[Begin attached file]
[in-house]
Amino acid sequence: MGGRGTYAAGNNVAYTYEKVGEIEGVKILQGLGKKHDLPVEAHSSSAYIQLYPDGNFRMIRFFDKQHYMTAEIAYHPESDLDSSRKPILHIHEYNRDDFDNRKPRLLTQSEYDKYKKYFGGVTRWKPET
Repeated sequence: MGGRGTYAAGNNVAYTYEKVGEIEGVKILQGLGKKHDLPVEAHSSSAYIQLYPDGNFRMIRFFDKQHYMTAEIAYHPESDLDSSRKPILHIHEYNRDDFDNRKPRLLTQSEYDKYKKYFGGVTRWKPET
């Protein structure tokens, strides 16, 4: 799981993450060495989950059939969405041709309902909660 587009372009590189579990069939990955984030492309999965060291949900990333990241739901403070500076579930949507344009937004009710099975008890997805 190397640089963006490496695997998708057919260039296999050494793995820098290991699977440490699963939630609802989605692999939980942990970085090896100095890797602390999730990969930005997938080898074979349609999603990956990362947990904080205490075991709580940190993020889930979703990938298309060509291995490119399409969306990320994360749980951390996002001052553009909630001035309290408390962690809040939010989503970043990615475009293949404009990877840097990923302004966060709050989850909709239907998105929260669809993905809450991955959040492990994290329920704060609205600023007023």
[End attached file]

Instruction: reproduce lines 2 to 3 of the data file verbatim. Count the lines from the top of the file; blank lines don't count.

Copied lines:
Amino acid sequence: MGGRGTYAAGNNVAYTYEKVGEIEGVKILQGLGKKHDLPVEAHSSSAYIQLYPDGNFRMIRFFDKQHYMTAEIAYHPESDLDSSRKPILHIHEYNRDDFDNRKPRLLTQSEYDKYKKYFGGVTRWKPET
Repeated sequence: MGGRGTYAAGNNVAYTYEKVGEIEGVKILQGLGKKHDLPVEAHSSSAYIQLYPDGNFRMIRFFDKQHYMTAEIAYHPESDLDSSRKPILHIHEYNRDDFDNRKPRLLTQSEYDKYKKYFGGVTRWKPET